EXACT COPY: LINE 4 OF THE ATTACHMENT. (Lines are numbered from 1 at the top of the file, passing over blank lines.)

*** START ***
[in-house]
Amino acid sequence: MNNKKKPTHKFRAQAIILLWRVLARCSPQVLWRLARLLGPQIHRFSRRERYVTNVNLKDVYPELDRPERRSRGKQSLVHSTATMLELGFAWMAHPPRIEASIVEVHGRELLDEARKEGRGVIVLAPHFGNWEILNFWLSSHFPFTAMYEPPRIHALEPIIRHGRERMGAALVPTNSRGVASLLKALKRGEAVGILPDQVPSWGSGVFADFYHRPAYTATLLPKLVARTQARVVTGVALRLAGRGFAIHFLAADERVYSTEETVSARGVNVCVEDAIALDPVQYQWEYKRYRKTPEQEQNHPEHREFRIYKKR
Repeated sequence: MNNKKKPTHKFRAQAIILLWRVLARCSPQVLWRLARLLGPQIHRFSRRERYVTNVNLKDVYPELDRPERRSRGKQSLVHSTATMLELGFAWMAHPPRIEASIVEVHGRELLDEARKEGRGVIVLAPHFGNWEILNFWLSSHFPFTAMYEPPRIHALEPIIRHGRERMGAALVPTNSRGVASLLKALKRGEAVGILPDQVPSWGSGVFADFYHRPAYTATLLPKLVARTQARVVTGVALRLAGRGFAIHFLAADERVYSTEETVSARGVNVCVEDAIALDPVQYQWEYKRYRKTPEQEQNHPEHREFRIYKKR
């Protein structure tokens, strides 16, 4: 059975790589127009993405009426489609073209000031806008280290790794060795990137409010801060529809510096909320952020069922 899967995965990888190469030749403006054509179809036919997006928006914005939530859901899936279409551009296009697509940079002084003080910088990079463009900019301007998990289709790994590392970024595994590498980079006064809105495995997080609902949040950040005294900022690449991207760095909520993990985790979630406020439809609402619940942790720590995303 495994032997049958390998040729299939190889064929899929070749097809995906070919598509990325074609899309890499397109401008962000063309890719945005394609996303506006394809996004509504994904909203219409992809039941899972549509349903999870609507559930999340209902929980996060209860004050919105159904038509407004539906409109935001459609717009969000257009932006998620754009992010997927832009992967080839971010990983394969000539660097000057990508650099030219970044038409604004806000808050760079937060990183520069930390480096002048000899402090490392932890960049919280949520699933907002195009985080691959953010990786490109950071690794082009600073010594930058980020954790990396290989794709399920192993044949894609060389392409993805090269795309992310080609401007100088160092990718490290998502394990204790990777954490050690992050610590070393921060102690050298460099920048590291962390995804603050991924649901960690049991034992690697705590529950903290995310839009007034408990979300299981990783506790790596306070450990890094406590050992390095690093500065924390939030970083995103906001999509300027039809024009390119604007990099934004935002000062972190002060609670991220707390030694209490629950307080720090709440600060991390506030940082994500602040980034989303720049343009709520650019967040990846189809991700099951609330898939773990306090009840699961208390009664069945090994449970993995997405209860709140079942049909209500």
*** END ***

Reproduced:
């Protein structure tokens, strides 16, 4: 059975790589127009993405009426489609073209000031806008280290790794060795990137409010801060529809510096909320952020069922 899967995965990888190469030749403006054509179809036919997006928006914005939530859901899936279409551009296009697509940079002084003080910088990079463009900019301007998990289709790994590392970024595994590498980079006064809105495995997080609902949040950040005294900022690449991207760095909520993990985790979630406020439809609402619940942790720590995303 495994032997049958390998040729299939190889064929899929070749097809995906070919598509990325074609899309890499397109401008962000063309890719945005394609996303506006394809996004509504994904909203219409992809039941899972549509349903999870609507559930999340209902929980996060209860004050919105159904038509407004539906409109935001459609717009969000257009932006998620754009992010997927832009992967080839971010990983394969000539660097000057990508650099030219970044038409604004806000808050760079937060990183520069930390480096002048000899402090490392932890960049919280949520699933907002195009985080691959953010990786490109950071690794082009600073010594930058980020954790990396290989794709399920192993044949894609060389392409993805090269795309992310080609401007100088160092990718490290998502394990204790990777954490050690992050610590070393921060102690050298460099920048590291962390995804603050991924649901960690049991034992690697705590529950903290995310839009007034408990979300299981990783506790790596306070450990890094406590050992390095690093500065924390939030970083995103906001999509300027039809024009390119604007990099934004935002000062972190002060609670991220707390030694209490629950307080720090709440600060991390506030940082994500602040980034989303720049343009709520650019967040990846189809991700099951609330898939773990306090009840699961208390009664069945090994449970993995997405209860709140079942049909209500």